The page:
Does this throw the entire human experiment in democracy, and well, humanism itself, into the toilet? Of course not: we still have some degree of agency here. And the founders, narrow as they were in their definitions, helped us out with this.

As a humanist myself (and a secular one at that), as much as I revere the broadened meaning ascribed to “all men are created equal,” the most meaningful words in all of America’s founding documents are actually its first:

“We hold these truths to be self-evident.”

It is most decidedly not self-evident that all humans are created equal, for the reasons previously mentioned and an infinite number more. But the Declaration says that we will behave as though it is. It does not say, “Whereas it is self-evident that all men are created equal,” but “We hold these truths to be self-evident.” We have decided, on our own, using our fallible human brains, that we will act as though all men are created equal and form our government around this noble fiction.

I derive great inspiration and resolve from this. In the face of staggering inequality among the human population (where, in America alone, there were slaves and royalty, aristocrats and massacred indigenous people), these men said that their new nation would begin its very existence with those words, which amount to an admission that this founding idea of equality was entirely anthropogenic. God did not say we were all equal, and there was nothing embedded in our genes to tell us this by instinct. We just decided to think that way.

That part of the text is particularly sacred to me. It is both humble, in that it admits to being wholly invented, as well as grandiose, in that it means to act on this invention and use it to build an empire of the people.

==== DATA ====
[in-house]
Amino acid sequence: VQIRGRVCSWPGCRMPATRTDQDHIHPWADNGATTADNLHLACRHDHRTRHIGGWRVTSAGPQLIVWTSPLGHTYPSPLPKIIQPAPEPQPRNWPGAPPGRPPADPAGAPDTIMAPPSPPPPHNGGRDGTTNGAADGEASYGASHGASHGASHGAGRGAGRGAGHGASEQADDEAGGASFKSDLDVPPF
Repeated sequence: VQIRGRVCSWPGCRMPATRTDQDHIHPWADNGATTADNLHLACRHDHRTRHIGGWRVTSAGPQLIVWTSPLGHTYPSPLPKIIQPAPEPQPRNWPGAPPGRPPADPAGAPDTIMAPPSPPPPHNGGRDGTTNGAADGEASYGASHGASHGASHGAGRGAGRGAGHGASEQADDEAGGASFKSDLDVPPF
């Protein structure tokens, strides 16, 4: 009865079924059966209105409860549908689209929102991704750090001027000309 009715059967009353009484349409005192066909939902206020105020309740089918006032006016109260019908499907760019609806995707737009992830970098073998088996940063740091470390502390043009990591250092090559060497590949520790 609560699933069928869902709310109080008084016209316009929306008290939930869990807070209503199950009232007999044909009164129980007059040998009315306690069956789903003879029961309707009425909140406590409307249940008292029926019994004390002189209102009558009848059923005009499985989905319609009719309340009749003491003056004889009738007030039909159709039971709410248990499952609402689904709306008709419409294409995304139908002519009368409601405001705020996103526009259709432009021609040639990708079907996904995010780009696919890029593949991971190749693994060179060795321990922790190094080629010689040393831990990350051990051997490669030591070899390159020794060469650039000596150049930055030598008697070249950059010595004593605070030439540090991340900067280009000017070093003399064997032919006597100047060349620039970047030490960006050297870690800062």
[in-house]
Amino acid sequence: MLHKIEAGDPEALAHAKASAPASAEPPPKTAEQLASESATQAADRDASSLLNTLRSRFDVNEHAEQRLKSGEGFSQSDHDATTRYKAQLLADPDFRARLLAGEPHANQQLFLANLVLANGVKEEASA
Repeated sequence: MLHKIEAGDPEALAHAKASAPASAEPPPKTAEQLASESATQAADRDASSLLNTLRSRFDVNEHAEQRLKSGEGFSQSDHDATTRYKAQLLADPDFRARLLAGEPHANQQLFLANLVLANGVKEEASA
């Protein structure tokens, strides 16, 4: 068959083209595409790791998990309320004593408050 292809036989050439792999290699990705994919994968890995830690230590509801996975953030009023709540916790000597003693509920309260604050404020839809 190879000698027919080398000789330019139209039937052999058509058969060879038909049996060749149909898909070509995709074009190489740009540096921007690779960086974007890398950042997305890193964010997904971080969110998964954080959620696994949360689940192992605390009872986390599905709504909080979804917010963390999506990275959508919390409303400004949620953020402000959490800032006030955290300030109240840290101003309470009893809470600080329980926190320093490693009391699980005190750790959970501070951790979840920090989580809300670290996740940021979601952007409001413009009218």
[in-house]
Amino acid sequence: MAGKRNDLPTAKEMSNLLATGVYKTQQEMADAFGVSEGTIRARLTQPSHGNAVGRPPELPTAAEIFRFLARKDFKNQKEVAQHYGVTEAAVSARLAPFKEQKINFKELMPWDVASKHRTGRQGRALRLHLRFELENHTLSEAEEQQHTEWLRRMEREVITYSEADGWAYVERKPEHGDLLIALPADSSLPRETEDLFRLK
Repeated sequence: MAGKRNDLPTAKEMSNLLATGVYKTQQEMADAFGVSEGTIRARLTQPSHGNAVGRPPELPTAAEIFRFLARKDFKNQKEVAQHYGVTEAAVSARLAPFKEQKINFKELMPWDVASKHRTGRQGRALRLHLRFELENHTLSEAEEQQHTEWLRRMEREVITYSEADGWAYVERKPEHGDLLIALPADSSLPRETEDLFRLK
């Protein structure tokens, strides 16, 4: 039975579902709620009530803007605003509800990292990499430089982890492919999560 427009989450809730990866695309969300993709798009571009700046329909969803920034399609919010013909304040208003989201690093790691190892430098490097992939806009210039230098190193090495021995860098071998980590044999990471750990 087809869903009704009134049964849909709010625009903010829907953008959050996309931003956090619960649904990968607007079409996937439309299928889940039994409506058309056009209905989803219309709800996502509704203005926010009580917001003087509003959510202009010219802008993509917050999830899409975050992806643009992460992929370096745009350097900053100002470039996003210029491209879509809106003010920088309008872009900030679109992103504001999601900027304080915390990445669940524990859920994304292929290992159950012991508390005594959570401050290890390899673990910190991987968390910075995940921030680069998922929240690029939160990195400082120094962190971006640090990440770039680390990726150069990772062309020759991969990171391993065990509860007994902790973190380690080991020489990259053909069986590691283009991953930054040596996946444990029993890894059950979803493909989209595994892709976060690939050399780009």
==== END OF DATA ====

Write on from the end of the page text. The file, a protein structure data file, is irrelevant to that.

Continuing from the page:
This is all very well; we have announced our intentions as a people to treat each other equally, but, why? Because it seems nice? To what end? Evidence suggests that treating all human persons as though they were equal, even if they are not inherently, increases overall human happiness. Throughout the democratic world, where societies have rejected the official codification of castes, class distinction, and discrimination and disenfranchisement based on race, sex, religion, or sexual orientation, things have been better. Where everyone gets the same relative shot at an education, at employment opportunities, at business transactions and patronage, at social interaction, the society as a whole flourishes, leading to more opportunities and more happiness.

We are, of course, fallible humans, so we still manage to screw it up, but because this is science, we get to keep trying. It takes a long time to go from experiment to experiment, and the failed experiments can often be devastating, but we do learn. And through all the twists and turns civilization has taken in modern history, and the roller coaster ride on which democracies have taken their citizens because of varying interpretations of equality, it remains pretty obvious that those societies that act on the fiction of equality across the board contribute more to overall human happiness than those that do not. That means that even for self-serving narcissists, it makes more sense to back a system based on equality than inequality, if for no other reason than that because it tilts the odds for happiness in your favor.